Category Archives: Culture

What misspellings reveal about cultural evolution

Helena Miton writes: Something about me must remind people of a blind 17th-century poet. My last name, Miton, is French, yet people outside of France invariably misspell it as “Milton”—as in the famed English author, John Milton, of the epic poem Paradise Lost. It is not uncommon for people to misspell an unfamiliar name—yet 99… Read More »

It is only Utopia that allows us to dream together

Jeet Heer writes: Utopia and dystopia are twins, born at the same moment from the shared ancestry of social critique. Although remembered as the first modern attempt to systematically imagine an ideal society, Thomas More’s Utopia (1516) began with a stark portrait of a Europe torn apart by war and crushing poverty, with the shocking… Read More »

Once again, America is becoming a nation of drunks

Kate Julian writes: Few things are more American than drinking heavily. But worrying about how heavily other Americans are drinking is one of them. The Mayflower landed at Plymouth Rock because, the crew feared, the Pilgrims were going through the beer too quickly. The ship had been headed for the mouth of the Hudson River,… Read More »

The miracle of the commons

Michelle Nijhuis writes: In December 1968, the ecologist and biologist Garrett Hardin had an essay published in the journal Science called ‘The Tragedy of the Commons’. His proposition was simple and unsparing: humans, when left to their own devices, compete with one another for resources until the resources run out. ‘Ruin is the destination toward… Read More »

Hollywood’s anti-Black bias costs it $10 billion a year

Franklin Leonard writes: Days after a Minneapolis police officer, Derek Chauvin, suffocated George Floyd and the video went viral, I watched my social media feed fill with blackout tiles and corporate publicity statements. They poured in from every industry, proclaiming solidarity with the Black Lives Matter movement. Hollywood — where I have worked for almost… Read More »

A critically endangered bird is losing its song

Brisbane Times reports: When Michael Alfa was setting up to photograph wildlife at Woolgoolga’s sewage works near the northern NSW town of Coffs Harbour last year, the avid birdwatcher could hardly believe his senses. There, among the warbling wattlebirds hanging off a coastal banksia tree, was a lone, critically endangered regent honeyeater, distinctive in its… Read More »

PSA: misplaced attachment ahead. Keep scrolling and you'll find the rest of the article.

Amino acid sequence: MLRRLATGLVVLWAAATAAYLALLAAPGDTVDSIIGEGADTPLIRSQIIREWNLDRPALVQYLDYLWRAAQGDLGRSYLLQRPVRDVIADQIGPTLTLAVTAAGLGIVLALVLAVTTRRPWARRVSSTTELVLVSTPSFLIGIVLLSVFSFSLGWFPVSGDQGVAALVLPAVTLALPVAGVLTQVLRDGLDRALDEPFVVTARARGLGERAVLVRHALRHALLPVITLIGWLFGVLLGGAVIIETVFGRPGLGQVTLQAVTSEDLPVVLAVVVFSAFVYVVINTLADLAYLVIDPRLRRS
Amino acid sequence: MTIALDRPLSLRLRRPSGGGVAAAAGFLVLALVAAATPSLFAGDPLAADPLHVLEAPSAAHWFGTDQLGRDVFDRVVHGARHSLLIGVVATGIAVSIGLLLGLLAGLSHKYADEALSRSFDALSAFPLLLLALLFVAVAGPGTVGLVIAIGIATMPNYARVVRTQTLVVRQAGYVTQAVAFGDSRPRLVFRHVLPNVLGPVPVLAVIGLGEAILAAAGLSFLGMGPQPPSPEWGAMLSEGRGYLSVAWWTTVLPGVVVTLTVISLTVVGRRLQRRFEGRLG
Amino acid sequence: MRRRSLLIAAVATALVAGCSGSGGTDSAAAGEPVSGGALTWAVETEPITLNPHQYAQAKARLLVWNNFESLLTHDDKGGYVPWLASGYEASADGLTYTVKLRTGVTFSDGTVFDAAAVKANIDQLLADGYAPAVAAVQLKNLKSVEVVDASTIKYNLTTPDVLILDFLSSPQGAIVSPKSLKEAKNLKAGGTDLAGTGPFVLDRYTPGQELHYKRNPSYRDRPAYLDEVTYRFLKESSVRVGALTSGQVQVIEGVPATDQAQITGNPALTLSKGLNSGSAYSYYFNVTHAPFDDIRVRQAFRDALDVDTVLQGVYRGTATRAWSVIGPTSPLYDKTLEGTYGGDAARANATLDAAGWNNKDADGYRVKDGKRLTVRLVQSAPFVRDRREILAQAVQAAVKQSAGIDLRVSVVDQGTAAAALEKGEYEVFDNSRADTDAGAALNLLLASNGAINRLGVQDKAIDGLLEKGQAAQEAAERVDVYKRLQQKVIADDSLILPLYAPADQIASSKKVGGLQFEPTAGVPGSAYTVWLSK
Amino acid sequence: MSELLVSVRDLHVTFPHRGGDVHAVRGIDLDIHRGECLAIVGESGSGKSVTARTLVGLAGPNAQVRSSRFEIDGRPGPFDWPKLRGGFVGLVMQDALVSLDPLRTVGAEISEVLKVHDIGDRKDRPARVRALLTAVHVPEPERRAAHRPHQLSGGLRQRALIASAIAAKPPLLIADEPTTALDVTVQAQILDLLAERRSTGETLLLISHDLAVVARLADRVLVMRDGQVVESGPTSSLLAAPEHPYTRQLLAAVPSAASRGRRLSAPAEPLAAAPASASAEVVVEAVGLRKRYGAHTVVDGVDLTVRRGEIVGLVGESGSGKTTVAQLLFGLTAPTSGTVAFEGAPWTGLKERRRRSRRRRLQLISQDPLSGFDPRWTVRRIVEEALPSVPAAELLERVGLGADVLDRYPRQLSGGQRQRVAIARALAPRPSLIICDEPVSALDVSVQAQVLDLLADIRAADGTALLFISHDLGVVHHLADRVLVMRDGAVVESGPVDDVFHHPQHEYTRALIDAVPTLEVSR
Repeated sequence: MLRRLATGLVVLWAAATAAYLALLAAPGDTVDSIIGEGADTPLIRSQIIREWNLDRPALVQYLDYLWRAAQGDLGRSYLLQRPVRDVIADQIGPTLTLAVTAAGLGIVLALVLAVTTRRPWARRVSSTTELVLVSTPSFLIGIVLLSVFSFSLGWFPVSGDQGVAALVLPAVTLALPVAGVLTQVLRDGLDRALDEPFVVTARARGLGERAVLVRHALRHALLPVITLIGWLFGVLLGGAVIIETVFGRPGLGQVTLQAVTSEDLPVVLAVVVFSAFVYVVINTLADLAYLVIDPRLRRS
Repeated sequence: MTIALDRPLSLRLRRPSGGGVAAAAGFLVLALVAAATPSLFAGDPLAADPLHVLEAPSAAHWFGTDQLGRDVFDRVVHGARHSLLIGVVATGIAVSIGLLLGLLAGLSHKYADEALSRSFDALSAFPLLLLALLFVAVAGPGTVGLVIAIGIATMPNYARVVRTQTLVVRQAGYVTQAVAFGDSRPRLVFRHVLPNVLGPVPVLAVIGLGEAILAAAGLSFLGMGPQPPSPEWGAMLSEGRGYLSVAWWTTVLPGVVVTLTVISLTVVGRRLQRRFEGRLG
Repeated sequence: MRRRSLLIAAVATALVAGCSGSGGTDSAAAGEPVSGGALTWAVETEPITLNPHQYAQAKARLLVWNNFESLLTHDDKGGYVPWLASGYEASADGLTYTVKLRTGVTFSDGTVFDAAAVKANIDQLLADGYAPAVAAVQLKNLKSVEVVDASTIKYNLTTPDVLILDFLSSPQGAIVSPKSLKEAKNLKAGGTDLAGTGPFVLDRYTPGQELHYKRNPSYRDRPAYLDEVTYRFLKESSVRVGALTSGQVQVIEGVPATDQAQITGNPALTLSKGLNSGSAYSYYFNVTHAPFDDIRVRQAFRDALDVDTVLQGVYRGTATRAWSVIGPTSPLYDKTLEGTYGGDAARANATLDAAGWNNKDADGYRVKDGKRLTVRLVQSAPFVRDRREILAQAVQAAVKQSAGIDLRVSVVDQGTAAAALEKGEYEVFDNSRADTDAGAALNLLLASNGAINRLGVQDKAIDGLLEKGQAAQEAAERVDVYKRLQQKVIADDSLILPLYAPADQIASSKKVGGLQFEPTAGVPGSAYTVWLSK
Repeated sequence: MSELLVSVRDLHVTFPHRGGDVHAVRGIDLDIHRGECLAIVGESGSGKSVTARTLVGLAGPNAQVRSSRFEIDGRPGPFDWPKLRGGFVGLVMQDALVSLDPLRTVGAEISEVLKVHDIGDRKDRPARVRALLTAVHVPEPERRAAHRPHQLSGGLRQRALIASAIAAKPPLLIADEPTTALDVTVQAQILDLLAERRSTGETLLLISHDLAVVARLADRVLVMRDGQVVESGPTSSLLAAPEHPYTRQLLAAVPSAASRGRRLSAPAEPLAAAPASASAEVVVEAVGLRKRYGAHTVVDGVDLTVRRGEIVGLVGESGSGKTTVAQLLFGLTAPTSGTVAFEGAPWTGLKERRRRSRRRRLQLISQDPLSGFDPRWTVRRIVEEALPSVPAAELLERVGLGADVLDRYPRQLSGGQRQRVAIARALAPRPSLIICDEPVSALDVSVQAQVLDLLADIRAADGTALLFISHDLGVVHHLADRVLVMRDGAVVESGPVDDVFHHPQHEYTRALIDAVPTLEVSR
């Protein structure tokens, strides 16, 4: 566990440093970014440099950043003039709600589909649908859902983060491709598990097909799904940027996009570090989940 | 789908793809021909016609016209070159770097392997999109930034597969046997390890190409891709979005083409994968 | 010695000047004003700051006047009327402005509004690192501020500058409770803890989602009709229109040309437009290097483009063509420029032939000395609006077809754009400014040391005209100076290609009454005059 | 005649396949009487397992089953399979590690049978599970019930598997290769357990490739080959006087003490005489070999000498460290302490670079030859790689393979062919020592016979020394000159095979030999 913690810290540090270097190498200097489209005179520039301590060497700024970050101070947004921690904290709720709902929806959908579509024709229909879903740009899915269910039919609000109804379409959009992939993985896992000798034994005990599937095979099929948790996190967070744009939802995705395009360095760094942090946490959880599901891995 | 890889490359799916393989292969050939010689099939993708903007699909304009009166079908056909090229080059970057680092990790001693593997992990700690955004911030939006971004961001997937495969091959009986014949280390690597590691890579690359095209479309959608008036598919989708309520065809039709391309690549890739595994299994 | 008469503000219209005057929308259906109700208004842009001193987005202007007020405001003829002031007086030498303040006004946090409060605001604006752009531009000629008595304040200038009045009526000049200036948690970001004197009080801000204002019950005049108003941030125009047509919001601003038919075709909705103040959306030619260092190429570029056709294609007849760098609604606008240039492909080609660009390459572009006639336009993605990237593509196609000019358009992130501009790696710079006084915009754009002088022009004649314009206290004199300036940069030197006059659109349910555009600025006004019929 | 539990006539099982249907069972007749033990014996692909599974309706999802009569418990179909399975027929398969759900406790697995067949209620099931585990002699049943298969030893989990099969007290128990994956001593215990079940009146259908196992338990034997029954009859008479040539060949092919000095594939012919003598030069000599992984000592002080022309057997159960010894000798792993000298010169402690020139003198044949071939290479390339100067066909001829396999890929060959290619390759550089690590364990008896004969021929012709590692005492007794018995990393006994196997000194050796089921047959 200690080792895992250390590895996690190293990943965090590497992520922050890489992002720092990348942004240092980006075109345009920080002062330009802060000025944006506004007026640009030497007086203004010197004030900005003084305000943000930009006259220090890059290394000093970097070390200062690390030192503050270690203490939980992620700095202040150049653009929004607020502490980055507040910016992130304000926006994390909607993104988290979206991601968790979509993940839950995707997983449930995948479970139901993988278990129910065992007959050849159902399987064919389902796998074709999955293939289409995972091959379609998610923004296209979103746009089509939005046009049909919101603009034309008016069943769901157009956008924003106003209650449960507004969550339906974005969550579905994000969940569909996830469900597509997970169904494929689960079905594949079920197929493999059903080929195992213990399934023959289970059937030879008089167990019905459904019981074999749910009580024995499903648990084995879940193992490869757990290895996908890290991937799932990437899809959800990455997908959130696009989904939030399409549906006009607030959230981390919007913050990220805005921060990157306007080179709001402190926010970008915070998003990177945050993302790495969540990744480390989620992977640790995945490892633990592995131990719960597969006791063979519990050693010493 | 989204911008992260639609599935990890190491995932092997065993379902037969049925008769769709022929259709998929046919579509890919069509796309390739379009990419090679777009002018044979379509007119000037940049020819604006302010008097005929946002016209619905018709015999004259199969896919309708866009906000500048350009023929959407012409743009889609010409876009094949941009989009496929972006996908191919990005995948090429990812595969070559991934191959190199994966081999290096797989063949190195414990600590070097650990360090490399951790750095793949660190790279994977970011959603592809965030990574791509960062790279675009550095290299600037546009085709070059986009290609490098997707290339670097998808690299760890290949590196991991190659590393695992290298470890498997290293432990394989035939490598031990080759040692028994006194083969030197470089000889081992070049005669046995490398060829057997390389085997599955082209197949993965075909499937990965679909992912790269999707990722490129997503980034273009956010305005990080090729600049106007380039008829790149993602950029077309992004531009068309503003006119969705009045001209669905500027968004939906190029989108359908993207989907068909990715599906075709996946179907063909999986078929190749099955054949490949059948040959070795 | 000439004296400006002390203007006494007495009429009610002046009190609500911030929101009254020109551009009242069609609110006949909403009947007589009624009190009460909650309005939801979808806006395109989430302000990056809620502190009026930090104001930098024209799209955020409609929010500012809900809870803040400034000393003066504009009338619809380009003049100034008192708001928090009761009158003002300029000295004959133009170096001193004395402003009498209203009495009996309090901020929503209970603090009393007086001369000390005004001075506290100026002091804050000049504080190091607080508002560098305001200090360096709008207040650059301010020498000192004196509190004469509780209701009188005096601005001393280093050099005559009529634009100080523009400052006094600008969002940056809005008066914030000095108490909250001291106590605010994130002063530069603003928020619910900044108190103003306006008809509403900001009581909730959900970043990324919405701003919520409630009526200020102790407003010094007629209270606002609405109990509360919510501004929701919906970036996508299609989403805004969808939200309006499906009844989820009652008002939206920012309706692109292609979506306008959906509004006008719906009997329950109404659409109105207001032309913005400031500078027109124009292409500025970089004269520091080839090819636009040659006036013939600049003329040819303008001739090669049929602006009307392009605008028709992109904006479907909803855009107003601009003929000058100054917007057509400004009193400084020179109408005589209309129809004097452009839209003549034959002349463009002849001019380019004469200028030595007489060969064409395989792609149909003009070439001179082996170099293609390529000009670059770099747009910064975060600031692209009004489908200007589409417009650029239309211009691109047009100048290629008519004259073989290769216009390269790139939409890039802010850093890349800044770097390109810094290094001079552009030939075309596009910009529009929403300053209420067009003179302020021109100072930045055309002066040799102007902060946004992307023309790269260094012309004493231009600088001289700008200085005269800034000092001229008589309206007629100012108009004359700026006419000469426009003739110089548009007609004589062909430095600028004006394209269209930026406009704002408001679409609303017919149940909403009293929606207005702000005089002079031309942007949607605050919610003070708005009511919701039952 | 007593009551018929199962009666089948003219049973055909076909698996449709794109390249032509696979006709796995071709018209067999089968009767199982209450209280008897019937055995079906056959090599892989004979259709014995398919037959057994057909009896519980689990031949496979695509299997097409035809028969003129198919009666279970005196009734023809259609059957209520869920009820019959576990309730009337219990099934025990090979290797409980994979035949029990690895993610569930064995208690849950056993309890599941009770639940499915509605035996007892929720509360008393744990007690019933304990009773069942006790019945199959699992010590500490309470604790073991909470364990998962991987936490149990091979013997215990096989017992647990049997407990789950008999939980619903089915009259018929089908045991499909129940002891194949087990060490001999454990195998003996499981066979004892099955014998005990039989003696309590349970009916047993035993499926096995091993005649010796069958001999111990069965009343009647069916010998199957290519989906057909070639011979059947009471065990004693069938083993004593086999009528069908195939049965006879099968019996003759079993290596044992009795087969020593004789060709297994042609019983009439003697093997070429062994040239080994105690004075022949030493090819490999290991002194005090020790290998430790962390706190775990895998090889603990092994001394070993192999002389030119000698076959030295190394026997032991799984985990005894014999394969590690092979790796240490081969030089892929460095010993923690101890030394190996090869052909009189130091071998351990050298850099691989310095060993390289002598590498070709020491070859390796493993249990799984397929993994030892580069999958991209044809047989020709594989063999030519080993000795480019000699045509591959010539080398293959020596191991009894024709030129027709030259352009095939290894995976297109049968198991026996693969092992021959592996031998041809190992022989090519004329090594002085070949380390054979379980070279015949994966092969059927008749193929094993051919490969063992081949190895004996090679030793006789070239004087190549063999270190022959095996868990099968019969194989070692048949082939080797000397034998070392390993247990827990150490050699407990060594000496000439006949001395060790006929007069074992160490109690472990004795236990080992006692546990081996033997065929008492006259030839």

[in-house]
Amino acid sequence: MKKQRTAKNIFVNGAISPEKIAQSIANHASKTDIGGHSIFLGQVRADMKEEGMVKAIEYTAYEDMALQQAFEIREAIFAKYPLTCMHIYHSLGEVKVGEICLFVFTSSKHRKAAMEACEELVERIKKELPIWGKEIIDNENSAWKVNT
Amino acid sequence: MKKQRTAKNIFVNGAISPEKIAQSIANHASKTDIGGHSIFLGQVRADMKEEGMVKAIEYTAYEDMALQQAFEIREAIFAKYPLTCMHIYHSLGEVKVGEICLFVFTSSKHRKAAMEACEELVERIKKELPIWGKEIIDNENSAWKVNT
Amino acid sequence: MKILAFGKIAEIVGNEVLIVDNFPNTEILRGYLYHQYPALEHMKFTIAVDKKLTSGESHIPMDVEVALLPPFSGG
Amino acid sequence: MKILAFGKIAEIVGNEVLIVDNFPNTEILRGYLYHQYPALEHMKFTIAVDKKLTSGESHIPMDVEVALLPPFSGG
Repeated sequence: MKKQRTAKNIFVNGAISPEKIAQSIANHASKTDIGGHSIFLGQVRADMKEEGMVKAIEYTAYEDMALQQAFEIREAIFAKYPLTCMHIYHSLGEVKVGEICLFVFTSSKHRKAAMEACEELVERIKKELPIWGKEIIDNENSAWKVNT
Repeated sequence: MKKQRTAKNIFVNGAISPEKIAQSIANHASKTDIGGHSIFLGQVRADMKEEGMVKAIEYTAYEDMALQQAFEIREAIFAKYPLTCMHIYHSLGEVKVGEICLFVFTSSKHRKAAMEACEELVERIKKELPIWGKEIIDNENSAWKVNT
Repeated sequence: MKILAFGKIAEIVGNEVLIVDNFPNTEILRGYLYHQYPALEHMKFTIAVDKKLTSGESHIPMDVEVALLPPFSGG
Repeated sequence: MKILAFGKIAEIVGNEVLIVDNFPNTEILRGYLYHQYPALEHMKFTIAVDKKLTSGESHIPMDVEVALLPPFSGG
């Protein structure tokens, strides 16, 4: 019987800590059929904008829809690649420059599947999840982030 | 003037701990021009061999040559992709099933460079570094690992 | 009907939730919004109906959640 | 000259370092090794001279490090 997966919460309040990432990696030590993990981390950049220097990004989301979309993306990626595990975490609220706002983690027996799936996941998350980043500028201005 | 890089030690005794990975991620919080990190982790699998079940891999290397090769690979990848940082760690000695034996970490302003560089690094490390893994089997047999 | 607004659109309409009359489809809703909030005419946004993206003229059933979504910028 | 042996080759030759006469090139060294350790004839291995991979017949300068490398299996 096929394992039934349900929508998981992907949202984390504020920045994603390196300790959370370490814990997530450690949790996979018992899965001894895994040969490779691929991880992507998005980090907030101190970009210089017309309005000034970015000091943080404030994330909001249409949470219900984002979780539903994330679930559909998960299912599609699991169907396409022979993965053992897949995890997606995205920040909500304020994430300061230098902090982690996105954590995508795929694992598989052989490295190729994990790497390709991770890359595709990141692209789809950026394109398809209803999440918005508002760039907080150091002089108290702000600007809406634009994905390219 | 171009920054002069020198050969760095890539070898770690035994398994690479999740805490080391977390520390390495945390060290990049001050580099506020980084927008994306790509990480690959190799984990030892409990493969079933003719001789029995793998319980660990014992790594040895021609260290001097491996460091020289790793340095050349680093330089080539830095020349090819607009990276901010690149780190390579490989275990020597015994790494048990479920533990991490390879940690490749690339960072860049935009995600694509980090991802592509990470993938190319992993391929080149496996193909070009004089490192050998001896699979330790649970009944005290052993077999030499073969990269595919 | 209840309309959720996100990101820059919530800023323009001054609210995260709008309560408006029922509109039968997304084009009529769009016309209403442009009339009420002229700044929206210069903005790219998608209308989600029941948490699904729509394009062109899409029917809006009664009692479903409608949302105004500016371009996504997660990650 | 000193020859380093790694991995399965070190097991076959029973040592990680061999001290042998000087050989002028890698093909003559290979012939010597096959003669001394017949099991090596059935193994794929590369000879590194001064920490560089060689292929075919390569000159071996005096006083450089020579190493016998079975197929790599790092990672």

Lawrence Ferlinghetti changed American culture forever

Fred Kaplan writes: Lawrence Ferlinghetti, who died on Monday at the age of 101, was one of the key figures in 20th-century American culture. He was as responsible as any single other person for the rise of the Beats, the end of obscenity laws, and, not least, the transformation of San Francisco from a backwater… Read More »

Reading, that strange and uniquely human thing

Lydia Wilson writes: The Chinese artist Xu Bing has long experimented to stunning effect with the limits of the written form. Last year I visited the Centre del Carme in Valencia, Spain, to see a retrospective of his work. One installation, Book from the Sky, featured scrolls of paper looping down from the ceiling and… Read More »

Cahokian culture spread across eastern North America 1,000 years ago in an early example of diaspora

Cahokia’s mound-building culture flourished a millennium ago near modern-day St. Louis. JByard/iStock via Getty Images Plus By Jayur Mehta, Florida State University An expansive city flourished almost a thousand years ago in the bottomlands of the Mississippi River across the water from where St. Louis, Missouri stands today. It was one of the greatest pre-Columbian… Read More »

The junk we collect

Michael Friedrich writes: No one person is responsible for the proliferation of cheap things in America. Frank W. Woolworth didn’t invent the five-and-dime store, despite the credit he gets. But he certainly perfected the sale of crap. As the story goes, Woolworth was a young clerk at a New York dry goods store when he… Read More »